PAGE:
This was an action by Edward D. Kinne and Otis C. Johnson, surviving executors of the estate of Lucy W. S. Morgan, deceased, against George Lant, Sr. It was commenced in a court of the state of Michigan, and removed into the federal court by the defendant, who now moves to set aside the service of process. Lawrence & Butterfield and Bowen, Douglas & Whiting, for plaintiffs. Fraser & Gates, for defendant. SWAN, District Judge. This is an action on the case commenced in the circuit court for the county of Washtenaw, on the 26th day of September, 1894, by the service of a summons upon the defendant, by the sheriff of Washtenaw county. On the 28th qf September defendant filed his petition in the circuit court for the county of Washtenaw, for the removal of the cause to this court. This petition was duly verified, and was accompanied by the bond required by the act of congress of March 3, 1887, and it was qualified upon its face by the statement that the attorneys for the petitioner appeared specially for the purpose of the petition, and not otherwise. The petition was not presented nor called in any manner to the attention of the state court. On the next day the defendant entered, in the state court, a motion to set aside the service of process upon him, on the ground that such service was made while he was in attendance upon this court as a suitor in equity, and during the pendency of a hearing herein in a cause in which the defendant was complainant, and the plaintiffs in this cause, and others, were defendants, and therefore was privileged from the service of process of the state court. This motion was erroneously entitled in the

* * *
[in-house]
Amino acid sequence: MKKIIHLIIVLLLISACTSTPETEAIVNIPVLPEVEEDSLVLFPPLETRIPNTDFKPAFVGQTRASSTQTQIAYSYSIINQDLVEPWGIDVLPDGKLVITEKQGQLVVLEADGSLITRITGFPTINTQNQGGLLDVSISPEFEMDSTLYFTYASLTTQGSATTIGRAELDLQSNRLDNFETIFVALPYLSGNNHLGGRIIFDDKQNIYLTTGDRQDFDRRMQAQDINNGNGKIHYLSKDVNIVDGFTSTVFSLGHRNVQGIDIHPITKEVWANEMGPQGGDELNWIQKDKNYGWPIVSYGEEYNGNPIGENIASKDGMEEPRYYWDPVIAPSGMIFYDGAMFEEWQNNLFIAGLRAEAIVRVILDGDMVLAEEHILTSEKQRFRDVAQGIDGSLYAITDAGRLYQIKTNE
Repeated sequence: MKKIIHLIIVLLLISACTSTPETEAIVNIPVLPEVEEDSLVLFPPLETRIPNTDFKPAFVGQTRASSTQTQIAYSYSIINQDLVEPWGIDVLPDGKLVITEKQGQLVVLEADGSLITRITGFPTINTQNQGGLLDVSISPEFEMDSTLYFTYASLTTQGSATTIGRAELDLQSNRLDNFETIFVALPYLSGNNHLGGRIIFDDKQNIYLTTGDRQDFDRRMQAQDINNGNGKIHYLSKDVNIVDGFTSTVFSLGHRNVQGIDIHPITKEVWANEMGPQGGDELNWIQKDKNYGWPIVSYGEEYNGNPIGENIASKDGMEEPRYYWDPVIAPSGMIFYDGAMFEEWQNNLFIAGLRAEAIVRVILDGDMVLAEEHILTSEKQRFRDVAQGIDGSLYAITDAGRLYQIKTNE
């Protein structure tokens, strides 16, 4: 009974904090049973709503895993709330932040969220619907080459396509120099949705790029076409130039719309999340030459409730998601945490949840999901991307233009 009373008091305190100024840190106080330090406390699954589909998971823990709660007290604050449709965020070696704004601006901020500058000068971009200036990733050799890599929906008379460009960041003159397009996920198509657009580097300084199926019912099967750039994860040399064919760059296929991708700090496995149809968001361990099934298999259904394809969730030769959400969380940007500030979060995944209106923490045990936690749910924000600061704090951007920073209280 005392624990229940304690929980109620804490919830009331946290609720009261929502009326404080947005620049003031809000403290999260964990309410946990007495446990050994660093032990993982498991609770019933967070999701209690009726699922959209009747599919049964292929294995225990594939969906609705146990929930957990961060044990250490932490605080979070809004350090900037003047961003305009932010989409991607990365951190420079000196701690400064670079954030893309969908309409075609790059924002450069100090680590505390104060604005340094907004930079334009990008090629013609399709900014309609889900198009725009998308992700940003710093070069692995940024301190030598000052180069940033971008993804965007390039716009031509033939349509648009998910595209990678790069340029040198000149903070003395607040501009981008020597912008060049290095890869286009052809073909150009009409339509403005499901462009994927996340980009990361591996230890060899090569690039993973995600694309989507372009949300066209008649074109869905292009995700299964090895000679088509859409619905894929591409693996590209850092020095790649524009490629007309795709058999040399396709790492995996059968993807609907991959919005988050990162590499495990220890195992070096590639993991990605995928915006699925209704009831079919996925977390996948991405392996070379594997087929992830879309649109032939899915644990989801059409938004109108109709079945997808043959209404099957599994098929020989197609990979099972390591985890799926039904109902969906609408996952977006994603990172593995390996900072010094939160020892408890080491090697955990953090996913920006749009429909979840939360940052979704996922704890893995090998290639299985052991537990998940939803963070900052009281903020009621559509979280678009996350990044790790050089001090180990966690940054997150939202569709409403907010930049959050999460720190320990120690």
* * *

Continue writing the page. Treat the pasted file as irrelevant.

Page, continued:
KINNE tl. LANT.